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The Second Pandemic

According to the Centers for Disease Control and Prevention (CDC), there has been an increase in suicide attempts among 12- to 17-year-olds, especially younger girls, during the Covid-19 pandemic and evidence shows that this worsened with social distancing orders and lockdowns. It is likely that not having access to teachers, friends, and mental health support services took an increasing toll on the mental health of many people. Other triggers might include anxiety over family finances and substance abuse. It’s important now more than ever to pay attention to our mental health and be watchful for early signs of depression, in ourselves, our friends or family. These may include: .

  • Depressed or irritable mood

  • Sleep problems (i.e., sleeping too much or too little; sleeping mainly during the day)

  • Low motivation or change in interests (i.e., not being interested in what you used to enjoy)

  • Excessive guilt

  • Unrealistically low self-image

  • Significantly lower energy levels

  • Change in self-care (i.e., not showering anymore)

  • Significantly worse concentration (i.e., sharp decline in grades or performance)

  • Changes in appetite (i.e., eating too much or too little)

  • Agitation or severe anxiety/panic attacks

  • Suicidal thoughts, plans or behaviors — including self-harm (i.e., intentionally cutting or burning yourself)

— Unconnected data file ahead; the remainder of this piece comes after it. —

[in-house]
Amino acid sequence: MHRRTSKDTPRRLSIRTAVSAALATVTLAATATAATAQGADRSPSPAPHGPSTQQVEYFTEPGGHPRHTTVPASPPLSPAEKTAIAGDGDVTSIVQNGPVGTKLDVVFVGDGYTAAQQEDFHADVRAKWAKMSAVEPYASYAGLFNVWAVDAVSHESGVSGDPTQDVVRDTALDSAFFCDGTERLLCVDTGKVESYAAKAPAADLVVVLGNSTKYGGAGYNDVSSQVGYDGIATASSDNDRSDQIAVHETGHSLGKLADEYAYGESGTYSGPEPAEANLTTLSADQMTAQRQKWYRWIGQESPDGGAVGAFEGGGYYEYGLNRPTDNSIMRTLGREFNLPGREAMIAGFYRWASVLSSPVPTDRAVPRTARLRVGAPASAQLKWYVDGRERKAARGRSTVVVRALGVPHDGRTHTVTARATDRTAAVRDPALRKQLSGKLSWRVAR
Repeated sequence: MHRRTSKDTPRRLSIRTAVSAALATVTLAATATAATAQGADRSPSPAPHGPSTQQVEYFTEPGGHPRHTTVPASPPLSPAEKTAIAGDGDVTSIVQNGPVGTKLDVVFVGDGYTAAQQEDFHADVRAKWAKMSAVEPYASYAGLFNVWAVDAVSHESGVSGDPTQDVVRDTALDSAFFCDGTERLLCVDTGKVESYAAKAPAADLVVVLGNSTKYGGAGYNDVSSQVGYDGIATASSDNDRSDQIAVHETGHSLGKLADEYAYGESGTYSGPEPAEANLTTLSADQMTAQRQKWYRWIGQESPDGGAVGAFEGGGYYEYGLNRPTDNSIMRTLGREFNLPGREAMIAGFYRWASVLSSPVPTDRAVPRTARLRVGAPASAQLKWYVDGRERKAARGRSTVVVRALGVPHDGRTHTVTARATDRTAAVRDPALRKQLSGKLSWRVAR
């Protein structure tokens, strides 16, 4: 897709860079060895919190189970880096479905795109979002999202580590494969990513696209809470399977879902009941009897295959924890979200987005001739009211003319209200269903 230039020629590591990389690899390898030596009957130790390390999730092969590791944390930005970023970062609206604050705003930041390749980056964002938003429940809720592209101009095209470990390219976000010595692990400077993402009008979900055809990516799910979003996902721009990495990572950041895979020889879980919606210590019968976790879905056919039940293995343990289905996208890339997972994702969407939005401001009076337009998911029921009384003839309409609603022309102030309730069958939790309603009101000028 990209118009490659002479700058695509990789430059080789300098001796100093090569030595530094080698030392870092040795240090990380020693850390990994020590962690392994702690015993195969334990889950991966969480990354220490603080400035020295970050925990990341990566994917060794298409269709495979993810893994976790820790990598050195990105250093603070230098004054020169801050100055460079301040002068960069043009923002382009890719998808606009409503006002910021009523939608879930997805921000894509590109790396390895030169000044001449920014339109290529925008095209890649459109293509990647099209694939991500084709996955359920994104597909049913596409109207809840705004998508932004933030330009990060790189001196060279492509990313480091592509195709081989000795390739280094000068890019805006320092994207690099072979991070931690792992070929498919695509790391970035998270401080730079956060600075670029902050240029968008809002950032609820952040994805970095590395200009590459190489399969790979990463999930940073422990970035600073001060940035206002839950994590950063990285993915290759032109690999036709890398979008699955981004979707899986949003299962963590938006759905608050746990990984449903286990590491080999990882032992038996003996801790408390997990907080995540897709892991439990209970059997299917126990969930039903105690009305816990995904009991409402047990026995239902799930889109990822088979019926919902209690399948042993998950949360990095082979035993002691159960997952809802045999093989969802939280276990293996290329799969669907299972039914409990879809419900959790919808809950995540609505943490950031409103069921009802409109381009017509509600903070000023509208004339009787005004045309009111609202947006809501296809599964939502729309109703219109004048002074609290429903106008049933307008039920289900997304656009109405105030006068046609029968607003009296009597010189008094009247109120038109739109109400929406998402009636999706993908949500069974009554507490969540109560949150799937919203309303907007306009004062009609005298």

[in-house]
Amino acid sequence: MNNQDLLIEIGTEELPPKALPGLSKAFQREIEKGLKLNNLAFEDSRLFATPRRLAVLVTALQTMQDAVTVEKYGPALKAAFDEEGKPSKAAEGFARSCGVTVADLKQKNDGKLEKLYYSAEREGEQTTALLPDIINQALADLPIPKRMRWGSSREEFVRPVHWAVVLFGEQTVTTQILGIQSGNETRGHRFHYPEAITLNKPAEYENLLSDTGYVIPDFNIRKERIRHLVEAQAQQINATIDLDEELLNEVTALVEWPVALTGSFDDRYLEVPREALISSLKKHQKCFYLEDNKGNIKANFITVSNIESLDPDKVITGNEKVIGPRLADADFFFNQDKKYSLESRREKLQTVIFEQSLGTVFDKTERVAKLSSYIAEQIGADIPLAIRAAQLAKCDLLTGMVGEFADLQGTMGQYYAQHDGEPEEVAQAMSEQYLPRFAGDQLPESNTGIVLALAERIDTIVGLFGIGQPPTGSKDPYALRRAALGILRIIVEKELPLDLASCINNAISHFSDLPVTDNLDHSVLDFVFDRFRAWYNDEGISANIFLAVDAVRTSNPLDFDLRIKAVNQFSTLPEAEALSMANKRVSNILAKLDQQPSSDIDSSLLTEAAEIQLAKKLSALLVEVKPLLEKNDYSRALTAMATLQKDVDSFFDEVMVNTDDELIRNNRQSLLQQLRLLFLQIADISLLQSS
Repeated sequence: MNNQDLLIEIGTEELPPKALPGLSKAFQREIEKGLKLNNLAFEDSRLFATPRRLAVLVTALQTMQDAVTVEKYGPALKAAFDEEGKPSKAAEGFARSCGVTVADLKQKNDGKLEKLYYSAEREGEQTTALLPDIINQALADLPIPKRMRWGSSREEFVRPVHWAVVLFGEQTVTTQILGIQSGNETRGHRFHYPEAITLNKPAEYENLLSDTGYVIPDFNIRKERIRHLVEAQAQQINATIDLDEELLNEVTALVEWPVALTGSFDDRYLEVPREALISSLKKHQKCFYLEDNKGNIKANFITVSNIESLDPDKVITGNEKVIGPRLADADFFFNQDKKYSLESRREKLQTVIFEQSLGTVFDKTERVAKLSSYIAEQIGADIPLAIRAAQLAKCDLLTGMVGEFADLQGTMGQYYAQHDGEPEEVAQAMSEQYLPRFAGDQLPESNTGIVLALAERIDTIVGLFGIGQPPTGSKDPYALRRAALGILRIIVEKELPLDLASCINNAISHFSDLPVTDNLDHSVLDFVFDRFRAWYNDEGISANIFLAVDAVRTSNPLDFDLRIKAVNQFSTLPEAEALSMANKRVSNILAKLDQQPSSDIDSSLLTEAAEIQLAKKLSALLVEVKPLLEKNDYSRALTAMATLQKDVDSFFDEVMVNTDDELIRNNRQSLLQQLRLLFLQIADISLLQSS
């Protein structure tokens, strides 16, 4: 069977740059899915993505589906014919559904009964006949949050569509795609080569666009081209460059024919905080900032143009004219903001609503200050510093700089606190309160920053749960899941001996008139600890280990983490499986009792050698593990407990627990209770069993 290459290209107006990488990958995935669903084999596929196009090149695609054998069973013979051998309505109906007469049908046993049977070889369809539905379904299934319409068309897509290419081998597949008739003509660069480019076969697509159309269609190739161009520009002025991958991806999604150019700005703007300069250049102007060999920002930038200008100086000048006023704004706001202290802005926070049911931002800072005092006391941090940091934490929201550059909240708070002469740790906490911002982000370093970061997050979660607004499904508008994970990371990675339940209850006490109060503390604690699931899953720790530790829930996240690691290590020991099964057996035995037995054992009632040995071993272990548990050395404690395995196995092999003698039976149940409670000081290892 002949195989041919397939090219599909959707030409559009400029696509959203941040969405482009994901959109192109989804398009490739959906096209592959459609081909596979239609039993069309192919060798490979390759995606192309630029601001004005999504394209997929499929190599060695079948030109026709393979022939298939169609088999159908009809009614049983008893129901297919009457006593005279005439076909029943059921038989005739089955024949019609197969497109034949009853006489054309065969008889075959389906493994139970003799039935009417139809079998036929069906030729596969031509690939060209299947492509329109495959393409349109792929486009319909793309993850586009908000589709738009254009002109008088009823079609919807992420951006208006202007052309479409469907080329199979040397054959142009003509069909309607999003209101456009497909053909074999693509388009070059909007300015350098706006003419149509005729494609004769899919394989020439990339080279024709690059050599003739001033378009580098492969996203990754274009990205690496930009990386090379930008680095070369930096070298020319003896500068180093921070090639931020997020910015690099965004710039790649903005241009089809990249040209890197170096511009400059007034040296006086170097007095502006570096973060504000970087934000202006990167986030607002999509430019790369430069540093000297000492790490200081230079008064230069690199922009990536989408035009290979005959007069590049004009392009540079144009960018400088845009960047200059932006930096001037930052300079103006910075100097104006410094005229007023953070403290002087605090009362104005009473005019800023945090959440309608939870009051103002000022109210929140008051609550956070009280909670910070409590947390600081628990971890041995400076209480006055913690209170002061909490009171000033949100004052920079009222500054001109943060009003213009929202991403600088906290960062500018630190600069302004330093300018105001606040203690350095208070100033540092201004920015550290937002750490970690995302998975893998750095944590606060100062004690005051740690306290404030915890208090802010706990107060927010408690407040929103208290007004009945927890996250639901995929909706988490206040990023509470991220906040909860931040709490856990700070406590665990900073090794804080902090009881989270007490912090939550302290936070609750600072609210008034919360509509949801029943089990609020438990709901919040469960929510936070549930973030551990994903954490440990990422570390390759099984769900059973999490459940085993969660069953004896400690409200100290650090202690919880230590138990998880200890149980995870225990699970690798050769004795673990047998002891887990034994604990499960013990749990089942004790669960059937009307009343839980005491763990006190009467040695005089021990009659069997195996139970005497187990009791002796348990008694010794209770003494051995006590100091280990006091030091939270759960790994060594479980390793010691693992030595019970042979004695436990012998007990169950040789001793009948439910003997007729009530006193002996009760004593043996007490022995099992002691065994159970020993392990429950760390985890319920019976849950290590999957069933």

(Intermountain Healthcare)

If you have the symptoms above, please reach out to a trusted adult and friend.

If you are feeling suicidal, please call 1-800-273-8255 or click here for more helpline options!

What You Can DO:

Maintain Support Systems

Having a support system is so important for coping with depression, as you’ll need someone to give you a positive perspective when you feel down. It’s natural to want to isolate yourself from friends and family when depressed, and even withdraw from activities. But as hard as it may be, it’s vital for you to continue social interactions and maintain your support circuit. I know how difficult it can be to admit you need help, but know it doesn’t make you weak and it is the first step to getting the help you need.

Take Time to Do a Good Deed

Personally, one thing that elevates my mood is being there for others. Not only does it give you a new support line, but it helps you realize that you’re not alone in what you’re going through! Always have at least one person you can talk about your feelings with. You can even ask a family member to check in with you daily, if they’re not already doing so.


Exercise has been scientifically proven to alleviate some depression symptoms over time. .. When feeling depressed, exercise is often the last thing one wants to do. But it helps your brain’s chemistry, improves stress, and allows you to build resilience that you can use in other areas of your life. Working out releases endorphins that improve your mood, which is why many experience a ‘runner’s high’ !

If you are feeling suicidal, please call 1-800-273-8255 or click here for more helpline options!

Thank you for reading!




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